KILLING GROUND is killing it.
The MPAA (Motion Picture Association of America) has tainted American storytelling so badly that even in a brilliant movie called UNFORGIVEN (1992), though all the characters do in fact remain unforgiven, yet the lead character finds redemption. So foreign movies, unbound by the juvenile strictures of the contradictory MPAA, are like a cold bucket of water to the face; movies which are allowed to leave their characters truly unforgiven and unredeemed.
KILLING GROUND is an Australian production that dares to leave us bereft of hope. No one redeemed, no one forgiven. It might not boast the amount of sado-horror gore that these types of thrillers are known for (cough-WOLF CREEK), but it retains a darkness that enshrouds the characters at their cores.
Writer-director Damien Power realizes that the junkets and trailers and loglines will give away the genre and premise of his movie – a young couple on vacation in the Aussie bush, terrorized by killers – so smartly decides the best way to be original is to tell his story in a fashion that would still create intrigue and tension, even though we think we know the outcome. As satisfying as his non-linear methodology is, Power ups the stakes by adding emotional bonds between the protagonists that will be tested at an existential level, with the life-and-death trials to come.
Ian Smith (the Australian Mark Wahlberg) is Ian, a young doctor on a New Year’s Eve adventure with his breezy publisher girlfriend Samantha (Harriet Dyer), visiting a secluded campsite he cherished as a kid. After the young couple set up their tent, making “a good team,” as Ian puts it, Sam offhandedly says, “Let’s get married,” in an astounding display of acting prowess: though she’s glowing, we see in her face that hesitant smile that doesn’t know which way to turn, as it braces itself for the worst. Ian says Yes. And the sun comes out in Sam’s real smile! An early warning sign that these two kids are going to bring it, in this tale that takes it all out of them. When Sam can’t get reception to call her sister with the news, Ian jokes, “Consider this your cooling off period then.” Sam: “Nah – this is a done deal.” These kids are totally selling how nice it must be to have a partner look at you that way. However, the film will force us to recall Sam’s decisiveness in its enigmatic final frames…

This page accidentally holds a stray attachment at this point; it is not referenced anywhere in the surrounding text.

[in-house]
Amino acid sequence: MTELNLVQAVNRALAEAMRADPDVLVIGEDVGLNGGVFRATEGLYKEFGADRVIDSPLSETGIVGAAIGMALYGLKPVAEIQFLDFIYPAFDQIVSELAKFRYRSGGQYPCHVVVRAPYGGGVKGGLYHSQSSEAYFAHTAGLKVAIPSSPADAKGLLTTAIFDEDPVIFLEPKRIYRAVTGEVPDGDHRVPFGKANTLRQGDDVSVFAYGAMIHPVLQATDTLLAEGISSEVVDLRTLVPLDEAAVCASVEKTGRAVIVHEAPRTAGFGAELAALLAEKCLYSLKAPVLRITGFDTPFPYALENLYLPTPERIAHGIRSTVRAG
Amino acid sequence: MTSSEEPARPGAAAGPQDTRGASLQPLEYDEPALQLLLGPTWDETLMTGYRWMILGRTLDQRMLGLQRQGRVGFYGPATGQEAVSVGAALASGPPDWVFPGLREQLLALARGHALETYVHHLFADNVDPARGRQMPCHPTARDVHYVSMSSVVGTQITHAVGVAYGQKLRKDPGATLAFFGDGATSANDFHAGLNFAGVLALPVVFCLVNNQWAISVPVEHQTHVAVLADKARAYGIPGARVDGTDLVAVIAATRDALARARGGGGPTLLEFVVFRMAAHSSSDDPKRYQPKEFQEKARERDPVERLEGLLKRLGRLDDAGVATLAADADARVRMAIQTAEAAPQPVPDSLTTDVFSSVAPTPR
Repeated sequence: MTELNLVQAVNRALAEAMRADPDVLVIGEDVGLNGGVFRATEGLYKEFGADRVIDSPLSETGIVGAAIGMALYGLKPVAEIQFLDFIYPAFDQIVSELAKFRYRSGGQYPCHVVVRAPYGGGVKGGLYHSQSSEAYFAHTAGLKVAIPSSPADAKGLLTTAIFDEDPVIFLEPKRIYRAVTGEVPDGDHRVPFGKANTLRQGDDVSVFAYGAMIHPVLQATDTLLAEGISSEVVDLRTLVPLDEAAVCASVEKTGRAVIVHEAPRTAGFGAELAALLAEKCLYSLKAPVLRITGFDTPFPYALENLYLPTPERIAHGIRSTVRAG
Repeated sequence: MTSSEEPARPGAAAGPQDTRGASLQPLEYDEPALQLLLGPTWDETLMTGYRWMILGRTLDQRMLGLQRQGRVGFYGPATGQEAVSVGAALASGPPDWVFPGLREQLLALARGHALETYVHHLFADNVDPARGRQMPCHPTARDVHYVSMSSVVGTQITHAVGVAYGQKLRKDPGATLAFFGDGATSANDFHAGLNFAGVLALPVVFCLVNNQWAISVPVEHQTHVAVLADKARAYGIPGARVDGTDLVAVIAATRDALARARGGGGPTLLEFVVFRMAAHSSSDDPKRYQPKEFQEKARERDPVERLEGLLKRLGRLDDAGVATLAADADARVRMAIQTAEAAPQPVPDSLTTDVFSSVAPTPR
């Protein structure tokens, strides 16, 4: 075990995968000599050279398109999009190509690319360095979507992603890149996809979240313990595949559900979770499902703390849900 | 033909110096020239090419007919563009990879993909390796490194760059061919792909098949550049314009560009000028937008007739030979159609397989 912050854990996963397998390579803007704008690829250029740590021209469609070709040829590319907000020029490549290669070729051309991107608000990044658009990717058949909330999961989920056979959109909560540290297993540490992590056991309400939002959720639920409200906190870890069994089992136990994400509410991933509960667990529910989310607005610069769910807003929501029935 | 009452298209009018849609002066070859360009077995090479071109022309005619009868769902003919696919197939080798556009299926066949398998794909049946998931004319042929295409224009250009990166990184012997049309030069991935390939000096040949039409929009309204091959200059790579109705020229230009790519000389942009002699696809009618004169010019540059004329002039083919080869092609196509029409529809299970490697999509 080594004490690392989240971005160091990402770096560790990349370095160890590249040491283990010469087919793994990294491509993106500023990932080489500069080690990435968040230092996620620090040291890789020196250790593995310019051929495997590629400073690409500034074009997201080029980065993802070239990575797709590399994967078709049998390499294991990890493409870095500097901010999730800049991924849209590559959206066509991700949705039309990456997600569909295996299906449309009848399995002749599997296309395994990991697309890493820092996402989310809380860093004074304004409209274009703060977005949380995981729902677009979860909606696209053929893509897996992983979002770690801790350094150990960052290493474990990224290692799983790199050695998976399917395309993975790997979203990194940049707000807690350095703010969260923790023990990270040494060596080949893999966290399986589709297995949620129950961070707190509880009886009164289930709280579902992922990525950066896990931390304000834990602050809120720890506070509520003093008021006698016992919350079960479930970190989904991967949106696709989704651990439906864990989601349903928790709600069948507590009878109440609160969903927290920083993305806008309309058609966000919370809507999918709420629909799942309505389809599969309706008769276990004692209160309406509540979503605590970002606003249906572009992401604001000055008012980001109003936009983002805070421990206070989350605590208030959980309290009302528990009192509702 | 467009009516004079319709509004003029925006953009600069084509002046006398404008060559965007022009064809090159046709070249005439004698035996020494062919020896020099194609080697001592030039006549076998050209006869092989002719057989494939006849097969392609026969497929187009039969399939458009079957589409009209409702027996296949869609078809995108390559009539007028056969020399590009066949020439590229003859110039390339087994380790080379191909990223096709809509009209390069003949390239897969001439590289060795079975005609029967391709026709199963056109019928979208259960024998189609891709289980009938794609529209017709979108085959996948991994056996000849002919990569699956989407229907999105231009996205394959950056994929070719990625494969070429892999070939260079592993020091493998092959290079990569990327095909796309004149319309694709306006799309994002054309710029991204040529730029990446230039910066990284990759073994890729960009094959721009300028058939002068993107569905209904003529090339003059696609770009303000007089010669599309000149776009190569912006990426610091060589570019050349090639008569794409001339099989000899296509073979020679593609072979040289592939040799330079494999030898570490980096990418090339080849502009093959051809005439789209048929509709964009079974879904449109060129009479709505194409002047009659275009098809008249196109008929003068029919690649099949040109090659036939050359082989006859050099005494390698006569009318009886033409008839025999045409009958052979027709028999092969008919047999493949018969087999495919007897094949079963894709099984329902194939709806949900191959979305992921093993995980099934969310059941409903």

Across the way, on the otherwise-deserted beach, is another tent, seemingly uninhabited, for the night and day Ian and Sam are present. Without warning, we are witness to another young family – father (Julian Garner), mother (Maya Stange), teen daughter Em (Tiarnie Coupland) and toddler Ollie. They’re at that other campsite. Director Power treats us as sophisticated enough to realize he is showing us another time-frame. This is obviously before Ian and Sam got here. Em is stridently being a teen, poo-pooing her dad’s taste in Simon & Garfunkel, living on her cellphone, vetoing a walk to the far-off waterfall with her parents, and staying behind at camp. When she gets spooked by being alone, she takes a hike to the family car and falls asleep inside. (All we know is, she’s got better reception than Sam; if only they’d met, so Sam could’ve asked her Australia’s million-dollar coverage question: Telstra or Optus?…)